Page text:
Grape Jelly

I am making grape jelly using a recipe from Australian Cookery of Today: Illustrated.

Lemon juice and zest, in the place of tartaric acid, sugar and cabernet sauvignon grapes from dad’s vine.

I visited today. Dad was keen to talk but mum stayed close. Dad asked for a recipe for fig jam. Why hadn’t he asked her, she complained as she started searching for a recipe in one of her books.

She found the recipe for pecan squares and I reminded her of how much we loved them when she used to make them along with her pecan tarts – which were amazingly good. Forgotten, but she did say she would make them and she left the book open on the table. I said that she would have to get pecan nuts at the supermarket but I doubt she will remember why she had the book out when she next sits down at the table. She gets cranky when we leave her out. She was after all, the problem solver in the family.

Dad tries hard to take me aside. They had an appointment in Melbourne last week and he wants to tell me the outcome since I initiated most of the discussion that took place. Without them knowing, I went to see her specialist to tell him what was really happening at home and then I wrote the details in a letter to remind him what he needed to discuss with them (mum and dad) at her next appointment: the bathroom, her ability to manipulate, my fears about cooking and safety, and dad’s desire to see a different doctor closer to home. When mum was first diagnosed she took a dislike to the Geelong specialist who she saw and insisted that she be referred to a Melbourne doctor. It was becoming increasingly harder for them to get to Melbourne to see him, especially now that there was little he could do for her.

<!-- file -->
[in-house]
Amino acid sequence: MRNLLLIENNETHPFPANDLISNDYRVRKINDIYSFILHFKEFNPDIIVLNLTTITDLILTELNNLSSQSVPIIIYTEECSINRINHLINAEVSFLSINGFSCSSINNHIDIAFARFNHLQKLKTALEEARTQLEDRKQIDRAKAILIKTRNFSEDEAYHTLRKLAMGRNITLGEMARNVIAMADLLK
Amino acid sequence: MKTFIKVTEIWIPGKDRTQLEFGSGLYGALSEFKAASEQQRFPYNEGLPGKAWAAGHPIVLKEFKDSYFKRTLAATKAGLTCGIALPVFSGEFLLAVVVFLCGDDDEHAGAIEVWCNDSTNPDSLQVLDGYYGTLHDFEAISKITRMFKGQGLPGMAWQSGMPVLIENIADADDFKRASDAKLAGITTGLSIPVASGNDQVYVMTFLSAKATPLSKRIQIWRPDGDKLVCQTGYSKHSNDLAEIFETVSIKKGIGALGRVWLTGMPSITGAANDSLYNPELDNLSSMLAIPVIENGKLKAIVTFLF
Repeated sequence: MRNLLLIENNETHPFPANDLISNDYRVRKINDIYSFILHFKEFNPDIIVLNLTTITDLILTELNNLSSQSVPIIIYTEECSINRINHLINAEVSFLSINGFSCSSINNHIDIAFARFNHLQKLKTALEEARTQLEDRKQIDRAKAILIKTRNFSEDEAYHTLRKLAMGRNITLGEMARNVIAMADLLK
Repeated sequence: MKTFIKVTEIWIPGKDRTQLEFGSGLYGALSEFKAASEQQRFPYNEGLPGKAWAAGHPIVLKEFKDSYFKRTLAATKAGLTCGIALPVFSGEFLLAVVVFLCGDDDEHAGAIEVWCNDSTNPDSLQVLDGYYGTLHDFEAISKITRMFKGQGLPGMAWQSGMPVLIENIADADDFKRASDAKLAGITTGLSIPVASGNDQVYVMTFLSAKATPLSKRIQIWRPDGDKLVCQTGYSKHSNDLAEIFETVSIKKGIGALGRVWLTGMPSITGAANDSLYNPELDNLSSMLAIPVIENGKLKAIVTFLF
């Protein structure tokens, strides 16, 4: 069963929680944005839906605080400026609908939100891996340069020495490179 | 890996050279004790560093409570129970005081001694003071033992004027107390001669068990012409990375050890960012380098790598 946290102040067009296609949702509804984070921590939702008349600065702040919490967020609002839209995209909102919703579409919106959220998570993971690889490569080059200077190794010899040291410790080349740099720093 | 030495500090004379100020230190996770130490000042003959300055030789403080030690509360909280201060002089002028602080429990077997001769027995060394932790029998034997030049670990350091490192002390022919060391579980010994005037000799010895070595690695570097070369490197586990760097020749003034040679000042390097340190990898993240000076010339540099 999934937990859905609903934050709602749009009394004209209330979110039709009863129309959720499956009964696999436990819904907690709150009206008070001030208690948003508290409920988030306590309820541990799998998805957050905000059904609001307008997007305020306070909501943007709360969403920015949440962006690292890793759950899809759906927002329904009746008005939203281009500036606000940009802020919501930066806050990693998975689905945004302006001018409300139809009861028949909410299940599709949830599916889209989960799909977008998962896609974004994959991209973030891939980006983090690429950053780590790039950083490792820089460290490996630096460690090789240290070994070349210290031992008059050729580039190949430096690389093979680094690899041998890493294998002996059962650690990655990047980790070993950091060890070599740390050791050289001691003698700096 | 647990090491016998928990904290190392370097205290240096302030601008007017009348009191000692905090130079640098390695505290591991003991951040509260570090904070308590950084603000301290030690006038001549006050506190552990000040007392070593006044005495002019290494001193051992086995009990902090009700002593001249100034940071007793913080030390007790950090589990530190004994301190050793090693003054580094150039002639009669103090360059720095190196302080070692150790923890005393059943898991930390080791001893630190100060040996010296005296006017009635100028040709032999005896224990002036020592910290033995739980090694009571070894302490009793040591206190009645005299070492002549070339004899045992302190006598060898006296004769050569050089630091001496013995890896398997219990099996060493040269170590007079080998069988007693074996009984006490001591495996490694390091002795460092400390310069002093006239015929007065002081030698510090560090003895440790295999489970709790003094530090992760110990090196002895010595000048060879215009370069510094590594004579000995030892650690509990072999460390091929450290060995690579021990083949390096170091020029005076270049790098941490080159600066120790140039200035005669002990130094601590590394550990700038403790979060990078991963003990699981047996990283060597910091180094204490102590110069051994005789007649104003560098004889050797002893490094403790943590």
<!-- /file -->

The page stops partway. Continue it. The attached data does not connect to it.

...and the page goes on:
We went outside to check the figs on the fig tree. I climbed up the ladder and picked the ripe ones, reminding dad of how dangerous ladders were … even for me. The birds had started on some and others were reaching the soft and squishy stage. We picked enough for him to get started on his jam. He wants to add lemons and ginger to the recipe I found for him. Back inside I weighed figs and worked out that three figs was about 200 grams. All he has to do is count them out then chop them up and add a small cup of sugar for each three. I peeled knobs of ginger for him and put them in a jar of water … ready for him to grate.

In the 1960s dad made a cellar. With the help of friends he dug a huge hole, lined it with bluestone blocks, made a steps down to it from bluestone blocks, covered it in with concrete then made a door that could be pulled and propped open. He bottled and stored wine there. My school friends and I sampled sticky sweet port from a small wooden barrel using the Vegemite glass kept for sampling. We were in Grade six. We must have got noticeably tipsy, but I can’t remember any one ever saying anything. He planted grape vines then and one now covers the trellis over the courtyard outside the cellar. The cellar is probably full of water now after a deluge last week. No one ever goes down there and it’s many years since its walls were lined with bottles of wine.

I picked bunches of musk covered grapes for my jelly whilst we stood in the space where our family once gathered for meals, where dad and his friends bottled wine and where in my teenage years I took a break from the sun whilst sunbaking in the back yard, all the while talking quietly about mum, him prodding his figs to test for ripeness.

Mum’s doctor told me that she had the worst kind of Alzheimer’s to treat. “She won’t acknowledge there is any thing wrong with her and this makes it very hard to offer any support,” he told me. I admire her stubborn stand and the way she hangs on to her normal self as if to spite this awful regression. She is making crumbed sausages for dinner tonight. For dessert they are having store bought crème caramel. Dad is preparing to make fig jam.

My jelly is getting close to the setting stage. If this small batch works, I will go and strip the vine. I will make it with the six pounds of grapes and five pounds of sugar called for in the recipe and swap it jar for jar for Dad’s fig jam.